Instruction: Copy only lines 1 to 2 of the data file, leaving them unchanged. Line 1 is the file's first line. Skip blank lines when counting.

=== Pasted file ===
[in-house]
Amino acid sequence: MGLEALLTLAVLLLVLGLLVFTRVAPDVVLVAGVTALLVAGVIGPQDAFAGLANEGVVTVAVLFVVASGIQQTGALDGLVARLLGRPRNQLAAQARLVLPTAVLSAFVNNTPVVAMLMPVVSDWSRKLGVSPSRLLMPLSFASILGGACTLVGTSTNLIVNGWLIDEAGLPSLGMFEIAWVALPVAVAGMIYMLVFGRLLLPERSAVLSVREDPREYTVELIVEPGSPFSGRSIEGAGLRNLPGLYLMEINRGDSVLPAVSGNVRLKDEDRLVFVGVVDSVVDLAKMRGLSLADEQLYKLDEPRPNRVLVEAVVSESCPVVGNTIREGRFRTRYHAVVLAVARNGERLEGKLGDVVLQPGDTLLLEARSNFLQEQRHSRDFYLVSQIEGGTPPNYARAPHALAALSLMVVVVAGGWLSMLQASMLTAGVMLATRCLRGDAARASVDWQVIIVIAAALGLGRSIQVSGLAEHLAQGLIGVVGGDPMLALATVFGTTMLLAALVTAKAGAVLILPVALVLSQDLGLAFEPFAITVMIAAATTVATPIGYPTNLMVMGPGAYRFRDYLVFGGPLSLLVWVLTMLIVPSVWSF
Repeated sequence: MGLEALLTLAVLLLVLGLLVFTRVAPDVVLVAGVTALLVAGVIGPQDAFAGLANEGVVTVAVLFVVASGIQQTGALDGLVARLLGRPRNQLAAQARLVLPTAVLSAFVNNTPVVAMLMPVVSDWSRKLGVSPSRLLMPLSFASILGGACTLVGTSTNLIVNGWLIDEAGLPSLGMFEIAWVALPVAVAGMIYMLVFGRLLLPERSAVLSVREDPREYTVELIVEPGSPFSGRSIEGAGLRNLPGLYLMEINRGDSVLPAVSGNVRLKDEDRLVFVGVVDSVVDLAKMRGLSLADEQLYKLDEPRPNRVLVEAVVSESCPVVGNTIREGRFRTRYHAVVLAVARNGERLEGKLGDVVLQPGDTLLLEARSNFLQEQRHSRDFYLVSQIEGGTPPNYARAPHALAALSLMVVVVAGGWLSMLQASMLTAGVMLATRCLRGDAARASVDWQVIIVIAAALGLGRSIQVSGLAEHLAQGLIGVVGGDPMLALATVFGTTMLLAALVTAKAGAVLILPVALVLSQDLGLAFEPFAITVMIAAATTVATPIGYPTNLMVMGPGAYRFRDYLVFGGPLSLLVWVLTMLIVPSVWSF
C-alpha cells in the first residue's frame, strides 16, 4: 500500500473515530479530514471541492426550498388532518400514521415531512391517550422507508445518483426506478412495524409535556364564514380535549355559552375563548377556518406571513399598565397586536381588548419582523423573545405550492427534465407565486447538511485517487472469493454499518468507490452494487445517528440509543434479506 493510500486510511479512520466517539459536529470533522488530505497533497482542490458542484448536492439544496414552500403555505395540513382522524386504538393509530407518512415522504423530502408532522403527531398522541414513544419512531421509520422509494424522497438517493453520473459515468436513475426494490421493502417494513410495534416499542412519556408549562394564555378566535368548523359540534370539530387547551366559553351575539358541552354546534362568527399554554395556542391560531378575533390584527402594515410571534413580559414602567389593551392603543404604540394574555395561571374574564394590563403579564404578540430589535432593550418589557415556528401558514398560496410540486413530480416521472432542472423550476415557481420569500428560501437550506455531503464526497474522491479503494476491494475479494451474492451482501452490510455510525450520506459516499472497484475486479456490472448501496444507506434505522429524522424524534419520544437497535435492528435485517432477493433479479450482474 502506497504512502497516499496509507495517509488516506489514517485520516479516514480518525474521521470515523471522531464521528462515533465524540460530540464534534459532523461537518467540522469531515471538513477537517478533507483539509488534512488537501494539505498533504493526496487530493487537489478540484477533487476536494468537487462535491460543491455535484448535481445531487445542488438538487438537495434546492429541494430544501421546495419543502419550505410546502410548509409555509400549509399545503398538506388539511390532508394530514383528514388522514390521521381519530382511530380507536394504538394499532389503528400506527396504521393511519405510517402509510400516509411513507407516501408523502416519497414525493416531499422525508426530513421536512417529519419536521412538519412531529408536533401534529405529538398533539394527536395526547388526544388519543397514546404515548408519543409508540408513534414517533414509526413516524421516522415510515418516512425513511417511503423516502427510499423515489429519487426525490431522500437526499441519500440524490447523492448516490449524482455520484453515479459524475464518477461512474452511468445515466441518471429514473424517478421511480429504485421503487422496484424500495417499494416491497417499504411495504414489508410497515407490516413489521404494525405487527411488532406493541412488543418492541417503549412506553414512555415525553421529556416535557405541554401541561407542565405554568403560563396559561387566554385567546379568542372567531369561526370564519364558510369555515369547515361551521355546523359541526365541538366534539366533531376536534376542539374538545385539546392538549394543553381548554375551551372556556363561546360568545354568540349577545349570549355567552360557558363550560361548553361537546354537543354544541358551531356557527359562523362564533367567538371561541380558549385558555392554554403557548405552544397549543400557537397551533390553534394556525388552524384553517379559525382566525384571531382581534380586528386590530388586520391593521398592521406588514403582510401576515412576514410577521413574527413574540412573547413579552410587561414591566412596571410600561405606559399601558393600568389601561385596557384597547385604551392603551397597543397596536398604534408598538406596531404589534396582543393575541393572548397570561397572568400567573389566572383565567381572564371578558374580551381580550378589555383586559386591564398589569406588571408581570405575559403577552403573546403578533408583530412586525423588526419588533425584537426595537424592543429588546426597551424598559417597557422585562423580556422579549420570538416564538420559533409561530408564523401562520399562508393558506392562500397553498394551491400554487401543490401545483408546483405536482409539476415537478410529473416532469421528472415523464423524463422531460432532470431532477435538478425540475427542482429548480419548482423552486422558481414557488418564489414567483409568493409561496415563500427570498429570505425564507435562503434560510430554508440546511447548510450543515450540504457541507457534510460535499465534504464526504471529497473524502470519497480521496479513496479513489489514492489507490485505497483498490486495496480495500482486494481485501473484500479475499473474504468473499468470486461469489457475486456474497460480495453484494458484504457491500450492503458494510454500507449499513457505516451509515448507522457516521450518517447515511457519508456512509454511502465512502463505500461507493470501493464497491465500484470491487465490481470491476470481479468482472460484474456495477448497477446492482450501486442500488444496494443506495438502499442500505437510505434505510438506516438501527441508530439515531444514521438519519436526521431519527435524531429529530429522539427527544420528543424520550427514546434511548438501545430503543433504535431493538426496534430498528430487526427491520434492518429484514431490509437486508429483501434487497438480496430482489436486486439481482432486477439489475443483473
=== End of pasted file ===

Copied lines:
[in-house]
Amino acid sequence: MGLEALLTLAVLLLVLGLLVFTRVAPDVVLVAGVTALLVAGVIGPQDAFAGLANEGVVTVAVLFVVASGIQQTGALDGLVARLLGRPRNQLAAQARLVLPTAVLSAFVNNTPVVAMLMPVVSDWSRKLGVSPSRLLMPLSFASILGGACTLVGTSTNLIVNGWLIDEAGLPSLGMFEIAWVALPVAVAGMIYMLVFGRLLLPERSAVLSVREDPREYTVELIVEPGSPFSGRSIEGAGLRNLPGLYLMEINRGDSVLPAVSGNVRLKDEDRLVFVGVVDSVVDLAKMRGLSLADEQLYKLDEPRPNRVLVEAVVSESCPVVGNTIREGRFRTRYHAVVLAVARNGERLEGKLGDVVLQPGDTLLLEARSNFLQEQRHSRDFYLVSQIEGGTPPNYARAPHALAALSLMVVVVAGGWLSMLQASMLTAGVMLATRCLRGDAARASVDWQVIIVIAAALGLGRSIQVSGLAEHLAQGLIGVVGGDPMLALATVFGTTMLLAALVTAKAGAVLILPVALVLSQDLGLAFEPFAITVMIAAATTVATPIGYPTNLMVMGPGAYRFRDYLVFGGPLSLLVWVLTMLIVPSVWSF